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Obama Open to Talks, Short-Term Debt Deal

U.S. President Barack Obama says he is open to broad budget talks and a potential short term debt limit deal. But he says he will not sit down with Republicans while a government shutdown continues and Americans are subject to what he calls "extortion" by extreme elements in the Republican Party.

Obama spoke Tuesday after telephoning Republican House of Representatives Speaker John Boehner to reiterate an offer to negotiate, but not while the partial government shutdown continues, or under the threat of a potential default.

The US debt limit:

  • Is the total amount of money the US government can borrow to meet existing legal obligations
  • Obligations include Social Security, Medicare, military salaries, interest on the national debt, tax refunds
  • Raising the debt limit does not authorize new spending commitments
  • Failing to increase the debt limit would cause the government to default on its legal obligations
  • Since 1960, Congress has acted to raise the debt limit 78 times

Source: US Department of Treasury
He said he recognizes the difficulties of working together in a divided government and remains willing to work through a range of issues and negotiate on any topic.

But he said he will not continue a pattern in which lawmakers hold Americans and the economy "hostage" to specific demands.

"We're not going to pay a ransom for America paying its bills. That is something that should be non-negotiable, and everybody should agree on that. Everybody should say one of the most valuable things that we have is America's creditworthiness. This is not something we should even come close to fooling around with," said President Obama.

Speaker Boehner on Tuesday renewed his appeal for negotiations over Republican demands that have included dismantling or delaying key parts of the Affordable Care Act, also known as Obamacare, which took effect October 1.

U.S. House Speaker John Boehner (R-OH) speaks to the press following a House Republican party meeting on Capitol Hill in Washington, Oct. 8, 2013.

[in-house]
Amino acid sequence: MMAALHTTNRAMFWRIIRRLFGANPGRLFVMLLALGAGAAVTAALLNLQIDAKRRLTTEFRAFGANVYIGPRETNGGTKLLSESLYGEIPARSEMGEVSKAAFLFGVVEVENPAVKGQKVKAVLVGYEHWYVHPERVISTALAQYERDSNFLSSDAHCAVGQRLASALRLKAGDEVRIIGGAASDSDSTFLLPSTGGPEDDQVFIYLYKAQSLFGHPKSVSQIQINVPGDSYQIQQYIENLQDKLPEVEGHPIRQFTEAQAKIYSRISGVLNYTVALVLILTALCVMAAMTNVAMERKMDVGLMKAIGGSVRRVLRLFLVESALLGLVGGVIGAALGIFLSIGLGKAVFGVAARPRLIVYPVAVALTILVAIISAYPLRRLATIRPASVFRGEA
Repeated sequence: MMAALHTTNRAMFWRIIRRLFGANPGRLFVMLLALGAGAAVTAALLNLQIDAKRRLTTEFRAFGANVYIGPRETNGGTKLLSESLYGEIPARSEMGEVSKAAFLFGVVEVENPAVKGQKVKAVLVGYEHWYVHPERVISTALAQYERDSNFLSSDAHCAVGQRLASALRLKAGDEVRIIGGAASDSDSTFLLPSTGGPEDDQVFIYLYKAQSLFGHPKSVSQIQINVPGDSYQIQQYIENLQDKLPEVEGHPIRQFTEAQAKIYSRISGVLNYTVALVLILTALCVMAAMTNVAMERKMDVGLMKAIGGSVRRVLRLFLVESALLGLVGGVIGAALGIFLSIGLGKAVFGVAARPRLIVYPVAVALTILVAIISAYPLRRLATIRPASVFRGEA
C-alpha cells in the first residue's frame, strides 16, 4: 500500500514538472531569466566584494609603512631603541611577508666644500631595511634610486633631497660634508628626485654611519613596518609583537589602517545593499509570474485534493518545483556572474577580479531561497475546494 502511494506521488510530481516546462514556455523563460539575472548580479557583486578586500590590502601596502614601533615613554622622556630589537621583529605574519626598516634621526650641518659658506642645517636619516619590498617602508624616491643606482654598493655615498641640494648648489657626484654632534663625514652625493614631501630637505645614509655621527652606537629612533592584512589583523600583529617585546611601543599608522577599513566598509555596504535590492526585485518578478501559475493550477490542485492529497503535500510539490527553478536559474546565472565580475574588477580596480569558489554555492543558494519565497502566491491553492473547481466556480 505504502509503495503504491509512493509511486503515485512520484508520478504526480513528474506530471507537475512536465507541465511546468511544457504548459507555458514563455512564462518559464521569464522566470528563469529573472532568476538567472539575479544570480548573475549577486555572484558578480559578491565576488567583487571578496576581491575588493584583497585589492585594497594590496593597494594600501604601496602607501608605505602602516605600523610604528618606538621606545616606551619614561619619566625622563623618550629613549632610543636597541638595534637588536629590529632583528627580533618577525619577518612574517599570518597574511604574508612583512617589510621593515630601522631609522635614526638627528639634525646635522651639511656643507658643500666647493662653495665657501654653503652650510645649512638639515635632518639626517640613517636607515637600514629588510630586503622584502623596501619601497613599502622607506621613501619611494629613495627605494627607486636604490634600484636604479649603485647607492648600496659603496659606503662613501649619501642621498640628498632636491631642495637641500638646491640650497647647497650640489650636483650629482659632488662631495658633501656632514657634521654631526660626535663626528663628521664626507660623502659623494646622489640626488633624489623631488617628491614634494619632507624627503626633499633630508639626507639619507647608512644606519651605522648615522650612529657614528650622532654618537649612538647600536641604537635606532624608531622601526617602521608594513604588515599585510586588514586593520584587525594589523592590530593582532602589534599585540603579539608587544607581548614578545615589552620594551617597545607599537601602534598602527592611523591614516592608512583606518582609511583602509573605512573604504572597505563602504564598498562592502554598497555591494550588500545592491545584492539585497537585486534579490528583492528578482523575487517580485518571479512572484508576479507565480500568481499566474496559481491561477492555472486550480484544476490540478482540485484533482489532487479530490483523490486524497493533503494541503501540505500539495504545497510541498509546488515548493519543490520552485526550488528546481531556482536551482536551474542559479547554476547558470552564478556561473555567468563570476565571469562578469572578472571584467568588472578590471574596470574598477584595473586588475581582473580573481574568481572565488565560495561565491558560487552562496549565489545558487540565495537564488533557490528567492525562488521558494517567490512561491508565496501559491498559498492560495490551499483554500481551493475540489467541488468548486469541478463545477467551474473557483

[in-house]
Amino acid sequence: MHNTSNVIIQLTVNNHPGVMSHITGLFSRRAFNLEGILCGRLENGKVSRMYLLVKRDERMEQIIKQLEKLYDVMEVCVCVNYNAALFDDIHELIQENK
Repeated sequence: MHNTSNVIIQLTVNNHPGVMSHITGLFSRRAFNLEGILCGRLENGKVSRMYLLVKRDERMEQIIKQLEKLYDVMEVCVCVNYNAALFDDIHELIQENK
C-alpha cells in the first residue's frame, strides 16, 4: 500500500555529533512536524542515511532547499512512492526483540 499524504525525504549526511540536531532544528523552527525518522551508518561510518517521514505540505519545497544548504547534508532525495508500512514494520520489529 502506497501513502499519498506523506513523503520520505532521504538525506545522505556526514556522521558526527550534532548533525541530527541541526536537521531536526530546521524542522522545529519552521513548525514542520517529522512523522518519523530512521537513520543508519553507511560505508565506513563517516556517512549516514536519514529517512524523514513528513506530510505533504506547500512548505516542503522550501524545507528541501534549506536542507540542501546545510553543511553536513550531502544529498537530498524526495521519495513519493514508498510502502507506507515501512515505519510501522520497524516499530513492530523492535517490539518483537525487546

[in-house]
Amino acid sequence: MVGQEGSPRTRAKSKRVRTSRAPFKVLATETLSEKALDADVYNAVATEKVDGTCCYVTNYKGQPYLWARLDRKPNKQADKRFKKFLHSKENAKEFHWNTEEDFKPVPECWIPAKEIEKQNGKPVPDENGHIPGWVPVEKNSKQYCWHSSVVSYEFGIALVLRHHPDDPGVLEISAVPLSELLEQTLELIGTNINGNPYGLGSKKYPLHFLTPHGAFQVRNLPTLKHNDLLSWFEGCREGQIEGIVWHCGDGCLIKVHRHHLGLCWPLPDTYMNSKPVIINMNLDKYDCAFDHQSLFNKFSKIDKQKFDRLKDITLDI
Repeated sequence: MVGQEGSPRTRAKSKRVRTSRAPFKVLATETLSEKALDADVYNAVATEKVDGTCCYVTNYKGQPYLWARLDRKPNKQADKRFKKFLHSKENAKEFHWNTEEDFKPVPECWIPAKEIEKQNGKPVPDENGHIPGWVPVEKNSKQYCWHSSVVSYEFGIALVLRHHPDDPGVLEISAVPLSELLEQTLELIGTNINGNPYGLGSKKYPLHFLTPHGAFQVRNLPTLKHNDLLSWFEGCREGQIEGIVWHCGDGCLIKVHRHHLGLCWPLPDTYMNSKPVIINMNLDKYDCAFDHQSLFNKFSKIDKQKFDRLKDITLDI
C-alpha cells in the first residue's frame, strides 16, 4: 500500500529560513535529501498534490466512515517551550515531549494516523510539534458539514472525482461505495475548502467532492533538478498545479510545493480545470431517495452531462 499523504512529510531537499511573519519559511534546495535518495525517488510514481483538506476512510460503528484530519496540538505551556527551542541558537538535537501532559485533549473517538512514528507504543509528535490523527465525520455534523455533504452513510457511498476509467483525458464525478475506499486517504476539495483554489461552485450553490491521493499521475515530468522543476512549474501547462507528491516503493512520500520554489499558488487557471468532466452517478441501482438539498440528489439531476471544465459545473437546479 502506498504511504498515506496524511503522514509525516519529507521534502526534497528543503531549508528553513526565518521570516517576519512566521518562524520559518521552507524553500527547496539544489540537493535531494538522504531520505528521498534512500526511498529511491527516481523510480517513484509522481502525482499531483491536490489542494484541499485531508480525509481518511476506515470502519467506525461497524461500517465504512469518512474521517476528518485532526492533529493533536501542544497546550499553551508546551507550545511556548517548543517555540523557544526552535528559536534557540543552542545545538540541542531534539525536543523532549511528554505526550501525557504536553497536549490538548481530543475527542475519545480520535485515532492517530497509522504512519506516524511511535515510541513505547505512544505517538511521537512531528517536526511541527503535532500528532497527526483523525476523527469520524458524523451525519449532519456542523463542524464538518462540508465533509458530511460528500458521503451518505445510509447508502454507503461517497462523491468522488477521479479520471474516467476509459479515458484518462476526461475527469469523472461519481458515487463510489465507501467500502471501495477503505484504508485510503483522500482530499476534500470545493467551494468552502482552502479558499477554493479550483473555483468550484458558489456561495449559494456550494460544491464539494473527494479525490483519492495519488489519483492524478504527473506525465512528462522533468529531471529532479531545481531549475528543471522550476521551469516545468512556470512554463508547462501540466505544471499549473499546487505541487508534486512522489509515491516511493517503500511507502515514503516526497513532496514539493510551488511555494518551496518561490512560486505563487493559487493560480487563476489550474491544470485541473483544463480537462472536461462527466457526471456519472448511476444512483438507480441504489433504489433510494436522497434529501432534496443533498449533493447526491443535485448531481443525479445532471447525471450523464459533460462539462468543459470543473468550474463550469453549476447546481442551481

U.S. House Speaker John Boehner (R-OH) speaks to the press following a House Republican party meeting on Capitol Hill in Washington, Oct. 8, 2013.

Boehner said nothing would be off the table in any negotiations. But reacting to Obama's remarks, the Republican lawmaker suggested that the president is not providing room for compromise.

"What the president said today is, if there is unconditional surrender by Republicans, he will sit down and talk to us," said Boehner.

On Capitol Hill, Democratic Congressman Xavier Becerra accused Republicans of ignoring poll numbers showing Americans are impatient with Republican tactics.

"We should be talking about strengthening the economy and building a stronger middle class. Instead, we are trying to figure out why Republicans won't let us have a vote on reopening our government," said Becerra.

As the October 17 deadline approaches for Congress to increase the government borrowing limit, the stalemate is fueling speculation that new so-called "grand bargain" deficit talks may be required.

Senate Republican leader Mitch McConnell:

"This is not 2009 and 2010 when our friends on the other side had a total hammer lock on all the government. We now have divided government. It means we have to talk to each other and get to an outcome," said McConnell.

Obama reacted skeptically to a House Republican proposal to establish a House-Senate "working group" to seek further deficit reduction, modeled on a so-called "super committee" in 2011.

"What is not fair and will not result in an actual deal is ransom-taking, or hostage-taking, and the expectation that Democrats are providing ransom or providing concessions for the mere act of reopening the government, or paying our bills," said Obama.

The president also spoke about global implications for U.S. credibility of the political stalemate, and the potential of default.

He noted that the U.S. government shutdown forced him to miss attending the Asia-Pacific Economic Cooperation (APEC) summit in Indonesia.

"I had to miss critical meetings in Asia to promote American jobs and businesses. And although as long as we get this fixed, that is not long-term damage, whenever we do these things it hurts our credibility around the world, it makes it look like we don't have our act together," he said.

Obama said there were "lost opportunities" in the short term with countries that welcome the U.S. economic and strategic pivot to Asia, but he believes leaders understand that resolving the U.S. budget dispute is important for them.

President Obama also was asked about the recent U.S. special forces operations in Libya, to apprehend a wanted terrorist, and in Somalia.

Asked if the capture of al-Qaida operative Abu Anas al-Libi complied with international law, he said the U.S. has "strong evidence" that al-Libi "planned and helped execute plots that killed hundreds of people."

Obama said Africa is one place where regional groups, some tied to al-Qaida, have developed that require U.S. action, but he added there is a difference between going after terrorists plotting directly against the U.S. and America being involved in wars.

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